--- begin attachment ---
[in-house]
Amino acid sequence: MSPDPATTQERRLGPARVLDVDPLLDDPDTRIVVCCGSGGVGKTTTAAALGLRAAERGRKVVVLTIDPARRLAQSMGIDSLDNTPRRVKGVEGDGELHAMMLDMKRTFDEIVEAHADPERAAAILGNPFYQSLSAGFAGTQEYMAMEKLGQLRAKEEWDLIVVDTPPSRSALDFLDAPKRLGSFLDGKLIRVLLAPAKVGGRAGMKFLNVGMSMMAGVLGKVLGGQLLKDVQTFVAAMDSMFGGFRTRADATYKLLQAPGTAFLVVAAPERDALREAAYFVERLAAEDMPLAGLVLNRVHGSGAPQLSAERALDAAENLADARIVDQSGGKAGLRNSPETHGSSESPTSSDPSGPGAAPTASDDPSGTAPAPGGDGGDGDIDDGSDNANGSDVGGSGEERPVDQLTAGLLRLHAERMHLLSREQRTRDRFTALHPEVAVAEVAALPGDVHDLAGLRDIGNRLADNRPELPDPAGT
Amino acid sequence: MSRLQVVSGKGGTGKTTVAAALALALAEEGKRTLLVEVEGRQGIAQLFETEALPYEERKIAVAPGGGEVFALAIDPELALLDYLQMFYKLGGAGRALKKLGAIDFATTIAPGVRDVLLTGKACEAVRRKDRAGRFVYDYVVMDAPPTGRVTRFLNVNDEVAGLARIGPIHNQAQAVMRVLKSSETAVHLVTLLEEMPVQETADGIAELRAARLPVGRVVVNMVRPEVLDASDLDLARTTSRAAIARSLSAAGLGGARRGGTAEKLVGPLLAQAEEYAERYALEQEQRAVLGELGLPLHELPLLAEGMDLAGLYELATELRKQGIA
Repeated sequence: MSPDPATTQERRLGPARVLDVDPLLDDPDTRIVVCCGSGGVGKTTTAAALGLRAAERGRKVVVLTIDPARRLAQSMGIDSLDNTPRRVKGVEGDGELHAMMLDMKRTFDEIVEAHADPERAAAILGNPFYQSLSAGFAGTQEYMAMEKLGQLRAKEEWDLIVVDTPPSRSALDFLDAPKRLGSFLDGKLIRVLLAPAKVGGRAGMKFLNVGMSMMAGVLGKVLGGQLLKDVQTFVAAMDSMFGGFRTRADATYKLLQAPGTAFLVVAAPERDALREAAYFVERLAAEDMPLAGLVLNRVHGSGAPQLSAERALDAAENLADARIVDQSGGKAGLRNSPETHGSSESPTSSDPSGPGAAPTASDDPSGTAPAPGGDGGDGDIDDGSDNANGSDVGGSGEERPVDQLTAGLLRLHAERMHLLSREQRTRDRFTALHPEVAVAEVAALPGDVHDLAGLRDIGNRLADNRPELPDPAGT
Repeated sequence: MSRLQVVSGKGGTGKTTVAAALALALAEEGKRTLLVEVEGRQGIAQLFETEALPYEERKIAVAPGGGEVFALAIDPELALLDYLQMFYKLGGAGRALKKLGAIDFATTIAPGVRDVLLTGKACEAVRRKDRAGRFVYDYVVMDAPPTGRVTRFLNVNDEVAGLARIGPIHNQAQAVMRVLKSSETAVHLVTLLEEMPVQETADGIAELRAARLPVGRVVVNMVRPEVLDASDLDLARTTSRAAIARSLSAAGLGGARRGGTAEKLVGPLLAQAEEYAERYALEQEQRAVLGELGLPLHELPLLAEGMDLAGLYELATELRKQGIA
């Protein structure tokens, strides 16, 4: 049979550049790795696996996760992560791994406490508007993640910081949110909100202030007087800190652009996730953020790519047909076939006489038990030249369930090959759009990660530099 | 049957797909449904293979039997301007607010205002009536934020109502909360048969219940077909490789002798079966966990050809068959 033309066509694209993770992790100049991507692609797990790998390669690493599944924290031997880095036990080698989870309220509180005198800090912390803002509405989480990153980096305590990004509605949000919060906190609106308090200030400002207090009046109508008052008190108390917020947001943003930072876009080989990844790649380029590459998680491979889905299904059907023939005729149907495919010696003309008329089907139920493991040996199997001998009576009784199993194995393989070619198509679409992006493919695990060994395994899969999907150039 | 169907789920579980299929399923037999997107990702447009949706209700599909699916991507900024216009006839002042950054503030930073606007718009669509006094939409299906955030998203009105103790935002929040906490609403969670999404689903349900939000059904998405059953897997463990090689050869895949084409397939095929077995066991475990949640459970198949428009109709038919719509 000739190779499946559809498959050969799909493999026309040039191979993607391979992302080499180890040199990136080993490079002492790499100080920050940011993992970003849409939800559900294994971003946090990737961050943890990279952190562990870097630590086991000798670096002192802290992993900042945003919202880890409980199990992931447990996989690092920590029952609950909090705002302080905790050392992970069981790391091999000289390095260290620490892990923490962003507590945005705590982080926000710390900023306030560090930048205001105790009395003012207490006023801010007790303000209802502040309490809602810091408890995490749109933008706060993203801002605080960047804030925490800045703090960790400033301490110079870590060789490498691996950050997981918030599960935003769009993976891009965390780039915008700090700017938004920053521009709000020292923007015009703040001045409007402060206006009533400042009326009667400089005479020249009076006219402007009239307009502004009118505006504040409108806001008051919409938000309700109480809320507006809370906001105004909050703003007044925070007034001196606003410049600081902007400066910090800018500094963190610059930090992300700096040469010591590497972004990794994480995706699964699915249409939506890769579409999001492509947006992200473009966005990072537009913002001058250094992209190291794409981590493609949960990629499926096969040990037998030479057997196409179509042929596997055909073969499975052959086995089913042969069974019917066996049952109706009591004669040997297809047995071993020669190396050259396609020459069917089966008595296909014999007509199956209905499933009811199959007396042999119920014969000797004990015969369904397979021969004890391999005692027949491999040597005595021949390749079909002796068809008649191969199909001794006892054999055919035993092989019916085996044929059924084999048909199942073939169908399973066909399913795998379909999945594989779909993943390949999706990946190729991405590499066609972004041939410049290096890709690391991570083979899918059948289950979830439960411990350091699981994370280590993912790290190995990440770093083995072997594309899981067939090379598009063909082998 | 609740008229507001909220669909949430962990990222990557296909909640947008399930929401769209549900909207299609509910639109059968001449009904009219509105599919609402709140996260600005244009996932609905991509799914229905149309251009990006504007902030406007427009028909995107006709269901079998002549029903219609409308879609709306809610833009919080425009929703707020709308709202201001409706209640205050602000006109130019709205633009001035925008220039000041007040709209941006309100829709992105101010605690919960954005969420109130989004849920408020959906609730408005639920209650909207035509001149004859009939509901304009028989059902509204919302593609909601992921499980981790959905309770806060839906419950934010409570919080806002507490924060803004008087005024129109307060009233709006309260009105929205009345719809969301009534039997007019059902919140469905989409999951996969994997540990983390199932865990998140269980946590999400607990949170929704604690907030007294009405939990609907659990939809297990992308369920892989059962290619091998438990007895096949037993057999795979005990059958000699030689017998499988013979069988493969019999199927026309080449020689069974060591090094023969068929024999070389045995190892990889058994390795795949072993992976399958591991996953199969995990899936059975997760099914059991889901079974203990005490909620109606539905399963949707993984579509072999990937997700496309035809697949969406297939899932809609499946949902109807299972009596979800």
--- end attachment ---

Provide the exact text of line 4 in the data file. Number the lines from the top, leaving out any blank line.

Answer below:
Repeated sequence: MSPDPATTQERRLGPARVLDVDPLLDDPDTRIVVCCGSGGVGKTTTAAALGLRAAERGRKVVVLTIDPARRLAQSMGIDSLDNTPRRVKGVEGDGELHAMMLDMKRTFDEIVEAHADPERAAAILGNPFYQSLSAGFAGTQEYMAMEKLGQLRAKEEWDLIVVDTPPSRSALDFLDAPKRLGSFLDGKLIRVLLAPAKVGGRAGMKFLNVGMSMMAGVLGKVLGGQLLKDVQTFVAAMDSMFGGFRTRADATYKLLQAPGTAFLVVAAPERDALREAAYFVERLAAEDMPLAGLVLNRVHGSGAPQLSAERALDAAENLADARIVDQSGGKAGLRNSPETHGSSESPTSSDPSGPGAAPTASDDPSGTAPAPGGDGGDGDIDDGSDNANGSDVGGSGEERPVDQLTAGLLRLHAERMHLLSREQRTRDRFTALHPEVAVAEVAALPGDVHDLAGLRDIGNRLADNRPELPDPAGT